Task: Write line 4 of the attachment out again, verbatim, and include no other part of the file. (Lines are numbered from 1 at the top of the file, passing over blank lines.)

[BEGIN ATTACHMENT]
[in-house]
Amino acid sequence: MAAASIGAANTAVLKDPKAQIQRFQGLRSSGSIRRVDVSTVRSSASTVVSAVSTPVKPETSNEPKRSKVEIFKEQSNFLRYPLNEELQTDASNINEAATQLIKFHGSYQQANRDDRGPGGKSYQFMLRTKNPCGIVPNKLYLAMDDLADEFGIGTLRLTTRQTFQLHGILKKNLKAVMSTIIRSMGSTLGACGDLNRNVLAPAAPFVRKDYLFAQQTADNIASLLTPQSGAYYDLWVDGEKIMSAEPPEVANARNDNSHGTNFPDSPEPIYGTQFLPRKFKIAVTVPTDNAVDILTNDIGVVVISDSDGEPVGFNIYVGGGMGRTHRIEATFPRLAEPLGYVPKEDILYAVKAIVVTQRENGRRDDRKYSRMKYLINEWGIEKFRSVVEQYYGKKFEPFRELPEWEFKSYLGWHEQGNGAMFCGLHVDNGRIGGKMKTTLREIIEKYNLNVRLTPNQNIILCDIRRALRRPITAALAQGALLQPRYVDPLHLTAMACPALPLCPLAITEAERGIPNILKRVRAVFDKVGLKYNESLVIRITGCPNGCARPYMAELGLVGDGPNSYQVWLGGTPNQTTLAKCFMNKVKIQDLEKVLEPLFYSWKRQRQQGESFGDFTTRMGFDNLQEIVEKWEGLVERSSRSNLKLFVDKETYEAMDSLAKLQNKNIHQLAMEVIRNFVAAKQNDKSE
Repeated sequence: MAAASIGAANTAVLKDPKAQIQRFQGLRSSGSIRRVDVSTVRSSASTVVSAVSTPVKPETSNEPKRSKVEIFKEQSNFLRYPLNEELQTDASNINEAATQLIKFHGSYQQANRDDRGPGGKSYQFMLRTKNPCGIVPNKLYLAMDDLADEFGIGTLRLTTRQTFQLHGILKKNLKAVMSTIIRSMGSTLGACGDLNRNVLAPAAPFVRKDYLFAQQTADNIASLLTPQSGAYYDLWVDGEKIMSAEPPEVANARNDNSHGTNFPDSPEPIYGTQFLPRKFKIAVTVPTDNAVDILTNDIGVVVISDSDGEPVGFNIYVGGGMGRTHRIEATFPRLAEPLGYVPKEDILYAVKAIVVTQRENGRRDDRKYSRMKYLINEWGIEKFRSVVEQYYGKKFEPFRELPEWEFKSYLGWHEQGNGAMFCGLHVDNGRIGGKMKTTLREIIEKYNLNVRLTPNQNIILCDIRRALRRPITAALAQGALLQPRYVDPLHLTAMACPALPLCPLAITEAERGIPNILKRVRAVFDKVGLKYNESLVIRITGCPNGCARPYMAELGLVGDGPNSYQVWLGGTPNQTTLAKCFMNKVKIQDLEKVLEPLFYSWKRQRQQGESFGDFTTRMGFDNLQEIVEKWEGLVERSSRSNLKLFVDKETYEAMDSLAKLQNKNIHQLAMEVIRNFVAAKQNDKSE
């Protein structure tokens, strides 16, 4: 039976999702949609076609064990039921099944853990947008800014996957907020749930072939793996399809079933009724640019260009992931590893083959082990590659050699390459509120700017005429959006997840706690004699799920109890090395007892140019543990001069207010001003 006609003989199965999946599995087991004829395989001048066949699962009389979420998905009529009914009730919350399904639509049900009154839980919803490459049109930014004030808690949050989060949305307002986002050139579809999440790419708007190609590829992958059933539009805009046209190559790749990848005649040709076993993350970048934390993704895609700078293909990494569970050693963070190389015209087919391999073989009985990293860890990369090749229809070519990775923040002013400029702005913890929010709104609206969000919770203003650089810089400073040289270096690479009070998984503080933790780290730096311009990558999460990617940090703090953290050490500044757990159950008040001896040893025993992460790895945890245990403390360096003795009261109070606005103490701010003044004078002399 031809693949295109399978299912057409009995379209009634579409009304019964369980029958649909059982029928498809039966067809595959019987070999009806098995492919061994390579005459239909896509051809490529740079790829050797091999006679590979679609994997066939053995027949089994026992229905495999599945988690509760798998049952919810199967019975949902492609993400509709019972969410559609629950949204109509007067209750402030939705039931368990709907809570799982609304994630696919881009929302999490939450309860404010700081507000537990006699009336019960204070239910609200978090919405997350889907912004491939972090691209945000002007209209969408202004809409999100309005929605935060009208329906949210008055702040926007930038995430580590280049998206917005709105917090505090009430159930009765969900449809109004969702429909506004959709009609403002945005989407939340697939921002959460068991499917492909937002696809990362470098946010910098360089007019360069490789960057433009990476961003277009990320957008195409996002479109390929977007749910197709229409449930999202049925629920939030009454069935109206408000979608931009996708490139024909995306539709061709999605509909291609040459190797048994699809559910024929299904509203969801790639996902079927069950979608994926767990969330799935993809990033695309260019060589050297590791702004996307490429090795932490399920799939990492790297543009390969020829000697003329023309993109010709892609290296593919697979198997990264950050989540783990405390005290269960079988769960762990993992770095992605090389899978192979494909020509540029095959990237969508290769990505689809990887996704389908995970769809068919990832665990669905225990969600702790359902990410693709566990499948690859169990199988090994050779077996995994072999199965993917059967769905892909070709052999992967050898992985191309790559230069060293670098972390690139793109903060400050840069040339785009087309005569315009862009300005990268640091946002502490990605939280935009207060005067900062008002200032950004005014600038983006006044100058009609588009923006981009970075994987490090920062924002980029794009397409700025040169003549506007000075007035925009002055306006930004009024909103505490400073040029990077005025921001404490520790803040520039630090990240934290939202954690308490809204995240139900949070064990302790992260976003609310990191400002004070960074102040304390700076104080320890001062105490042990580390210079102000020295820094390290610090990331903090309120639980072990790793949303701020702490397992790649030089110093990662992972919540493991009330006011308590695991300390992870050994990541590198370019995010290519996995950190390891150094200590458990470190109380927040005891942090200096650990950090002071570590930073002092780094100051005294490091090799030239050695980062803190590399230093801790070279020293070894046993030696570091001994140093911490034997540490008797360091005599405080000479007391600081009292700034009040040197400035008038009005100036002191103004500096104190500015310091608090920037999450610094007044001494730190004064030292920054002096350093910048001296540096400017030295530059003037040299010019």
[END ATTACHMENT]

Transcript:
């Protein structure tokens, strides 16, 4: 039976999702949609076609064990039921099944853990947008800014996957907020749930072939793996399809079933009724640019260009992931590893083959082990590659050699390459509120700017005429959006997840706690004699799920109890090395007892140019543990001069207010001003 006609003989199965999946599995087991004829395989001048066949699962009389979420998905009529009914009730919350399904639509049900009154839980919803490459049109930014004030808690949050989060949305307002986002050139579809999440790419708007190609590829992958059933539009805009046209190559790749990848005649040709076993993350970048934390993704895609700078293909990494569970050693963070190389015209087919391999073989009985990293860890990369090749229809070519990775923040002013400029702005913890929010709104609206969000919770203003650089810089400073040289270096690479009070998984503080933790780290730096311009990558999460990617940090703090953290050490500044757990159950008040001896040893025993992460790895945890245990403390360096003795009261109070606005103490701010003044004078002399 031809693949295109399978299912057409009995379209009634579409009304019964369980029958649909059982029928498809039966067809595959019987070999009806098995492919061994390579005459239909896509051809490529740079790829050797091999006679590979679609994997066939053995027949089994026992229905495999599945988690509760798998049952919810199967019975949902492609993400509709019972969410559609629950949204109509007067209750402030939705039931368990709907809570799982609304994630696919881009929302999490939450309860404010700081507000537990006699009336019960204070239910609200978090919405997350889907912004491939972090691209945000002007209209969408202004809409999100309005929605935060009208329906949210008055702040926007930038995430580590280049998206917005709105917090505090009430159930009765969900449809109004969702429909506004959709009609403002945005989407939340697939921002959460068991499917492909937002696809990362470098946010910098360089007019360069490789960057433009990476961003277009990320957008195409996002479109390929977007749910197709229409449930999202049925629920939030009454069935109206408000979608931009996708490139024909995306539709061709999605509909291609040459190797048994699809559910024929299904509203969801790639996902079927069950979608994926767990969330799935993809990033695309260019060589050297590791702004996307490429090795932490399920799939990492790297543009390969020829000697003329023309993109010709892609290296593919697979198997990264950050989540783990405390005290269960079988769960762990993992770095992605090389899978192979494909020509540029095959990237969508290769990505689809990887996704389908995970769809068919990832665990669905225990969600702790359902990410693709566990499948690859169990199988090994050779077996995994072999199965993917059967769905892909070709052999992967050898992985191309790559230069060293670098972390690139793109903060400050840069040339785009087309005569315009862009300005990268640091946002502490990605939280935009207060005067900062008002200032950004005014600038983006006044100058009609588009923006981009970075994987490090920062924002980029794009397409700025040169003549506007000075007035925009002055306006930004009024909103505490400073040029990077005025921001404490520790803040520039630090990240934290939202954690308490809204995240139900949070064990302790992260976003609310990191400002004070960074102040304390700076104080320890001062105490042990580390210079102000020295820094390290610090990331903090309120639980072990790793949303701020702490397992790649030089110093990662992972919540493991009330006011308590695991300390992870050994990541590198370019995010290519996995950190390891150094200590458990470190109380927040005891942090200096650990950090002071570590930073002092780094100051005294490091090799030239050695980062803190590399230093801790070279020293070894046993030696570091001994140093911490034997540490008797360091005599405080000479007391600081009292700034009040040197400035008038009005100036002191103004500096104190500015310091608090920037999450610094007044001494730190004064030292920054002096350093910048001296540096400017030295530059003037040299010019």